Journal article

Social Status and Its Relationship to Non-specific Stress at Late Iron Age Non Ban Jak, Northeast Thailand

Stacey Ward, Siân Halcrow, Hallie Buckley, Andrew Gray, Charles Higham, Kate Domett, Dougald O’Reilly, Louise Shewan

Bioarchaeology International | University Press of Florida | Published : 2020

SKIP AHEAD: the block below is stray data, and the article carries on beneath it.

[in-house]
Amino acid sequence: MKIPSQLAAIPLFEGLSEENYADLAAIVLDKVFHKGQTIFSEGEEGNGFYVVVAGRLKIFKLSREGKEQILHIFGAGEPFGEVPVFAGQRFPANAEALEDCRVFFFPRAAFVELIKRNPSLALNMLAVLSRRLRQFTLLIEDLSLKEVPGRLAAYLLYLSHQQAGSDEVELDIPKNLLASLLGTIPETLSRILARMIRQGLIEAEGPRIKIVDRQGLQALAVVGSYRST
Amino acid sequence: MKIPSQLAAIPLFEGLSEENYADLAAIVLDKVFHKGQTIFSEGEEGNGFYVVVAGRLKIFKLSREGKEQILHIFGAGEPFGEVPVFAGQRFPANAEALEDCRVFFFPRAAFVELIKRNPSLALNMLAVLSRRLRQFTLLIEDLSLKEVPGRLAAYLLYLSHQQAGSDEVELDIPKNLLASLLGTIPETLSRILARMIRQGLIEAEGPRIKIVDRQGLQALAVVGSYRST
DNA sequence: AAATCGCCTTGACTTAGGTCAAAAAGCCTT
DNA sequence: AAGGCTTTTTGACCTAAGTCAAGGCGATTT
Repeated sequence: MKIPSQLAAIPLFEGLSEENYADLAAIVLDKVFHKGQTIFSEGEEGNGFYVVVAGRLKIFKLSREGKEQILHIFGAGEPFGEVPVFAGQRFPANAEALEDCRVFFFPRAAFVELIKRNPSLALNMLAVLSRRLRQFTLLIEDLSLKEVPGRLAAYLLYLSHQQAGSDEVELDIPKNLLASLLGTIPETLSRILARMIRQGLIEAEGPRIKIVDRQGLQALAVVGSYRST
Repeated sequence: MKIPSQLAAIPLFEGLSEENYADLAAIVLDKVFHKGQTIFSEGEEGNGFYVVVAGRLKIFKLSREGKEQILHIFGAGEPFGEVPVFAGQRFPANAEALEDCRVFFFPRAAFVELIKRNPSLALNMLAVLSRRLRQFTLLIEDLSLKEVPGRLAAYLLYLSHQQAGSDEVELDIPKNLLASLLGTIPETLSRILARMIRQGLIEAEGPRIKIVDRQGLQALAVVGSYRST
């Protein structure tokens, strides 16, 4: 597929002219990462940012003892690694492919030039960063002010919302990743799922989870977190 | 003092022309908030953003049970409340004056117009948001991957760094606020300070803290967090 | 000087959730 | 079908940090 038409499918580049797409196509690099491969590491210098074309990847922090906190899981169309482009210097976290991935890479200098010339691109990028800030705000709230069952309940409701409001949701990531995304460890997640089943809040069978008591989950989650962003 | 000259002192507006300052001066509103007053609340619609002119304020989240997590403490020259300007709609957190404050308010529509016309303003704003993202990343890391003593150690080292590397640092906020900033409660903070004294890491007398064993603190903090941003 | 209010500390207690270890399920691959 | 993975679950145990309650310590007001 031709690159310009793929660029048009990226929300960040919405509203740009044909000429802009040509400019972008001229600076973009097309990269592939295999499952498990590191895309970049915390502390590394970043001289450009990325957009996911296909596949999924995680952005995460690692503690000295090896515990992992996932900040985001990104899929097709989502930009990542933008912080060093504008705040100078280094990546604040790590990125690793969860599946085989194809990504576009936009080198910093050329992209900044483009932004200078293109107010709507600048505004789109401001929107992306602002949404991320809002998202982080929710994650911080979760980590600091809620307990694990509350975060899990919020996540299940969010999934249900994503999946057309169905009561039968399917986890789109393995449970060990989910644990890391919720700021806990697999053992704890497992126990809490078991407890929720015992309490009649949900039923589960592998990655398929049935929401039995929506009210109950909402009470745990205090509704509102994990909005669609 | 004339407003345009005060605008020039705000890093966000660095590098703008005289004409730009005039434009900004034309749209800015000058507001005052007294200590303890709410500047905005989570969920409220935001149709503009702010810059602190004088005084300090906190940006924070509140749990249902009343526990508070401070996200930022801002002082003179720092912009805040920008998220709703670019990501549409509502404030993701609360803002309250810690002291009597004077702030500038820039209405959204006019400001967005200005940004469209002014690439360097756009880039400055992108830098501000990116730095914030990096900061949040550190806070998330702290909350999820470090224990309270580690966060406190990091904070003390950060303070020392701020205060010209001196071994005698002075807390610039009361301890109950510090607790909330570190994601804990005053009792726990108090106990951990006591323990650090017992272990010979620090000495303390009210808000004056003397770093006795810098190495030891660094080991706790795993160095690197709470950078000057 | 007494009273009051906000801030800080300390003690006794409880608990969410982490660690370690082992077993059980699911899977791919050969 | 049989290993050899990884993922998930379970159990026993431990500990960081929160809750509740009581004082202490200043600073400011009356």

The rise of social inequality is a key development in human history and is linked to deteriorating health. These associated health impacts are poorly understood for Iron Age (420 B.C.–A.D. 500) northeast Thailand. To clarify this issue we investigate whether social status differences influence non-specific stress at the site of Non Ban Jak (A.D. 300–800), which comprises two separate burial mounds. These mounds are thought to represent the neighborhoods of two distinct social groups at the site. Quantitative analyses were used to explore differences in grave goods among the adults of Non Ban Jak (N = 47). Long bone lengths, ages at death, and linear enamel hypoplasia (LEH) were examined to e..

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